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Moscato Sparkling Wine: No Muskrats Involved

Moscato sparkling wine is a style of Italian wine made from the Muscat Blanc grape. That may sound simple but the reality can get a little trickier. First of all there are five popular styles of Moscato. As if that wasn’t enough, there’s an Italian wine region and a bunch of unrelated grapes that sound similar!

moscato sparkling wine

With all of this in play, this conversation I overheard in a grocery store wine section is a little less embarrassing for the confused customer.

Customer: Can you help me find some of that muskrat wine?

Store employees’ inner voice: You want rodent wine?!?

Store employee: Do you mean Moscato wine?

Customer: I don’t know. It’s white and has a pretty bottle.

Store employee: Is it sweet and kinda fizzy?

Customer: Yeah.

Store employee: Moscato. Right this way. 

Now that we’ve established the confusing nature of Muscato wine and all of the related (and unrelated terms, let’s sort it all out.

Muscat Blanc (aka Mother Muscat) – The Grape

Muscat is one of the oldest (possibly the oldest) family of grapes in the world. Some consider it to be the grape from which all other vinifera grapes derived (if you hear a hard core fan call it Mother Muscat now you know why). It’s best known in its Italian form as Moscato d’Asti. But it’s also called Moscatel in Spain and Portugal. There are literally hundreds of mutations and crossings of Muscat, the most famous and highly regarded is Muscat Blanc à Petits Grains.

Muscat has a distinctive floral/grapey aroma, and can be made into a wide variety of wines — dry, medium, sweet, sparkling, or dessert wine. Muscat has low acidity, which makes it not especially suitable for aging (unless it’s fortified Muscat).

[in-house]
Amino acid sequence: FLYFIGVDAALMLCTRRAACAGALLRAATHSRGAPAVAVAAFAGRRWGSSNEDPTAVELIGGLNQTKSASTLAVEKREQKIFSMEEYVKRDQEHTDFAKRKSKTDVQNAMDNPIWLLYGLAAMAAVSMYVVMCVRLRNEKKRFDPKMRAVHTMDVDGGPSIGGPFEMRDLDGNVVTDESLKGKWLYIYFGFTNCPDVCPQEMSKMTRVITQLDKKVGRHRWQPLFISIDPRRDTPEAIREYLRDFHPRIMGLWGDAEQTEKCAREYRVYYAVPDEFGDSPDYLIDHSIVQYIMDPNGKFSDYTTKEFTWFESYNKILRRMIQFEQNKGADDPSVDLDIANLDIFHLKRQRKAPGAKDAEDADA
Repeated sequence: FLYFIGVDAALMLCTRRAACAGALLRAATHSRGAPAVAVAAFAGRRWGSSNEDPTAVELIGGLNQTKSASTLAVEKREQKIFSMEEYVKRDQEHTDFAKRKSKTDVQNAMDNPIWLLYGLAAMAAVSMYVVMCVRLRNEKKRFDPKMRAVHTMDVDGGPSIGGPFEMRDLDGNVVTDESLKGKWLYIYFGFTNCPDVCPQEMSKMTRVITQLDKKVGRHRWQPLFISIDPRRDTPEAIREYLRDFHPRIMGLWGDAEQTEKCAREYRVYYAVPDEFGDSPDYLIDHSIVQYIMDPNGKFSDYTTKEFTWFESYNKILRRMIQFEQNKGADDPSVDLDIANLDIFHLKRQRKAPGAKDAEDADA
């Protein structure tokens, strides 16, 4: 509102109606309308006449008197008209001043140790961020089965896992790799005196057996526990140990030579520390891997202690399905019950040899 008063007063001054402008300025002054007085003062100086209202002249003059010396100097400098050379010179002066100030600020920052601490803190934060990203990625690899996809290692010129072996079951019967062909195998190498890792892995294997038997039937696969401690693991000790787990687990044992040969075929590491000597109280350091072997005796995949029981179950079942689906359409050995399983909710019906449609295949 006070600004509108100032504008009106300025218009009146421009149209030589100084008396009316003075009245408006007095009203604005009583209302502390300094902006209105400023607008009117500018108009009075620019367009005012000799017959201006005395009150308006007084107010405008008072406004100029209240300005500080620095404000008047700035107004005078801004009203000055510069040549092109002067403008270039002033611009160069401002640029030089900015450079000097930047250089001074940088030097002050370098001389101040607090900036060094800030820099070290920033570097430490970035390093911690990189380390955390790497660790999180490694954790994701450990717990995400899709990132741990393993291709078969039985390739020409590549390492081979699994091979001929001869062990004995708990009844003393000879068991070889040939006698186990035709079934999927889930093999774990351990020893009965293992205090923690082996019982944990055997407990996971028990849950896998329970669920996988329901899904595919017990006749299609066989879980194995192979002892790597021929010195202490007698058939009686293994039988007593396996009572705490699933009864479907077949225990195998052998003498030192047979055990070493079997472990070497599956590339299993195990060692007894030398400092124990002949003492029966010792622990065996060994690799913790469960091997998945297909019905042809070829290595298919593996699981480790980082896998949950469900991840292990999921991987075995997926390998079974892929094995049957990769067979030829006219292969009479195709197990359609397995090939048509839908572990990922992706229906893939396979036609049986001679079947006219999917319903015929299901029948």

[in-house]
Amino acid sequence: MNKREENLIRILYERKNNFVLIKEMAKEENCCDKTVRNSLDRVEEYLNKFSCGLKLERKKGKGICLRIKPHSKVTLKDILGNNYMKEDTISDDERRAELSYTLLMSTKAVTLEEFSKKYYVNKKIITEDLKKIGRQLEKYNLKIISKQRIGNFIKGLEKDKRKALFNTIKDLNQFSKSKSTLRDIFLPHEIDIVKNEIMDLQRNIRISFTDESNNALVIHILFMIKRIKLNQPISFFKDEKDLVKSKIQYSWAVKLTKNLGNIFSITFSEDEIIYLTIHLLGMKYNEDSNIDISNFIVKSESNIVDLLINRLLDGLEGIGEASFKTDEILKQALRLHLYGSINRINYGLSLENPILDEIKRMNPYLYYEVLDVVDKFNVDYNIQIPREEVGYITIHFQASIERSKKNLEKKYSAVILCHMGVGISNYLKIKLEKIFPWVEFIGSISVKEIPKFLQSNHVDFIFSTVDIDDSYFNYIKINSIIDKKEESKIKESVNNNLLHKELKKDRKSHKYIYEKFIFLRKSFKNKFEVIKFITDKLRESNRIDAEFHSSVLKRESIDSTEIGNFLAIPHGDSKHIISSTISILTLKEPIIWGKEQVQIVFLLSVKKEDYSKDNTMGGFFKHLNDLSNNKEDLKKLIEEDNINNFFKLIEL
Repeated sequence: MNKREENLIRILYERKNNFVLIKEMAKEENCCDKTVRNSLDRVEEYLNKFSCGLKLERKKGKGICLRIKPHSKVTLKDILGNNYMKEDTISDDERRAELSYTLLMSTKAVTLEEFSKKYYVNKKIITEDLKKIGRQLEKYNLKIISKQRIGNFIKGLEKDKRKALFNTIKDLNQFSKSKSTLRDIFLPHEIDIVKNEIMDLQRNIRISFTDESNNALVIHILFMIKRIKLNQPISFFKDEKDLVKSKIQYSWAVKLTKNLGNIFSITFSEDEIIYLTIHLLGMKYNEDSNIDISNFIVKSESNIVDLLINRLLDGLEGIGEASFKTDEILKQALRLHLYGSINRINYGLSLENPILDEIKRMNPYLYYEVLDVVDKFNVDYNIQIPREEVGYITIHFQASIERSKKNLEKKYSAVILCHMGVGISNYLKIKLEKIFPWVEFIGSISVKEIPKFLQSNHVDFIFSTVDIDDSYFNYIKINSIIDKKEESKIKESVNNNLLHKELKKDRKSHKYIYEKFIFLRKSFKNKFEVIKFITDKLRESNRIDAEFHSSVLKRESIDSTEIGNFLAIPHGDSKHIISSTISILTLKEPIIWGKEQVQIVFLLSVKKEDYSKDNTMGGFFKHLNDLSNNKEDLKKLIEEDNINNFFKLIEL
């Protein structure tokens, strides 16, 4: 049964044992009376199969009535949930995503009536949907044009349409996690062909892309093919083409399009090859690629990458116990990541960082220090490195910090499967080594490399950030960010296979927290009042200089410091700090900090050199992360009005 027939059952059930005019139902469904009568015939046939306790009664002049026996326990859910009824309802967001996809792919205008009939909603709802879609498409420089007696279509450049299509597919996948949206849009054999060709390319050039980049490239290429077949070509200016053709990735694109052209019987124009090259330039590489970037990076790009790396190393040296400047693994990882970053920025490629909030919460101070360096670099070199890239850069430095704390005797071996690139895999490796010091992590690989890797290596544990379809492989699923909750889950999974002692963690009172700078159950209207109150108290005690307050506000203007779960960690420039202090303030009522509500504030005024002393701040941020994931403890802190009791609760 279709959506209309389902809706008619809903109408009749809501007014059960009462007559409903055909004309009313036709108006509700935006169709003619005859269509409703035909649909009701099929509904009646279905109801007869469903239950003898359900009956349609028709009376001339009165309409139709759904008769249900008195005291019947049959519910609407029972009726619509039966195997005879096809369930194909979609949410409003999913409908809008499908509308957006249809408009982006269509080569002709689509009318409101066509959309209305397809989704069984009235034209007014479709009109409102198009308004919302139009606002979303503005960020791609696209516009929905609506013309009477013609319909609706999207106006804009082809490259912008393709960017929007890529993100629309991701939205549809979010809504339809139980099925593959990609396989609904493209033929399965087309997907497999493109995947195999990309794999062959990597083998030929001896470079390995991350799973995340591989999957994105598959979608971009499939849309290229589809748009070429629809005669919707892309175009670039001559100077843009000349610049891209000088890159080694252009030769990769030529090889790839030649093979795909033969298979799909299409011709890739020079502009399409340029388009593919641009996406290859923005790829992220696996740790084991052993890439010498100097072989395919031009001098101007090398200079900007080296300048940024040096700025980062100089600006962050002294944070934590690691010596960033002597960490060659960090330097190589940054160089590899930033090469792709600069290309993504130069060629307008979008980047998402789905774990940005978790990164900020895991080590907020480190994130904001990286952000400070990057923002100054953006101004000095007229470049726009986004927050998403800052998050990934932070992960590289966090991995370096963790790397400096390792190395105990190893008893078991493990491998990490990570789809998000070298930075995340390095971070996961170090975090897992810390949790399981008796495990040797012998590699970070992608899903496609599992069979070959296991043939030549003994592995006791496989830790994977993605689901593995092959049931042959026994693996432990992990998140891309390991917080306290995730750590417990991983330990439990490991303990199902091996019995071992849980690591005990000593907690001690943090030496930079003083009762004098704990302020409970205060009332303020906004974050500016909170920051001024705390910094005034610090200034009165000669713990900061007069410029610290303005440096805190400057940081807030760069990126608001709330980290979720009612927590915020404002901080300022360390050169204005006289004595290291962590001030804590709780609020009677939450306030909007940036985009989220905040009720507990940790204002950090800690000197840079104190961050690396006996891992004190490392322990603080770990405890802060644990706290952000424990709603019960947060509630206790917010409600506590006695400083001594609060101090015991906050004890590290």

Muscadet – The Region

Muscadet is a region, not a grape. It’s the most well-known appellation of the Pay Nantis in Loire, France. The grape used in these wines is Melon de Bourgogne, which is totally unrelated to Muscat. The wines are dry, fairly neutral, laced with minerality and often a slight perception of salinity. Phenomenal with raw oysters.

Similar Sounding Grapes Not Found In Moscato

Muscadelle 

One of the three grapes (along with Sauvignon Blanc and Semillon) permitted in White Bordeaux blends. Totally unrelated to Muscat, although it also has a marked grapey, floral characteristic. It would be rare to see Muscadelle produced as a single variety wine. It’s most famously used in the fortified wines of Rutherglen (Australia) as Topaque.

Muscadine

Not related to Muscat. Muscadine is a group of grape varieties native to Central and North America, concentrated mostly in the southeastern United States. Muscadine has thick skins and doesn’t usually get fully ripe, and usually requires chaptalization (adding sugar), which is why these wines are sweet. Very sweet. The vine is resistant to phylloxera, which may be its best quality. Very little wine is made from Muscadine, the most well known is probably Scuppernong, which is native to North Carolina. 

Muscardin

Not related to Muscat. A super obscure grape variety from the southern Rhone, and one of the 14 approved grape varieties for Chateauneuf-du-Pape. 

How To Pronounce Moscato

Sounds like: muh·skaa·tow

Types Of Moscato

types of moscato wine

 

Still Moscato

Still Moscato is simply a style of Moscato that is not sparkling or bubbly in any way. This style is often a bit drier (less sweet) than other Moscato wines. The smell is still quite sweet and fruity, making it drink a little sweeter than you would expect. Still Moscato is normally made with Muscat Blanc grapes. 

Sparkling Moscato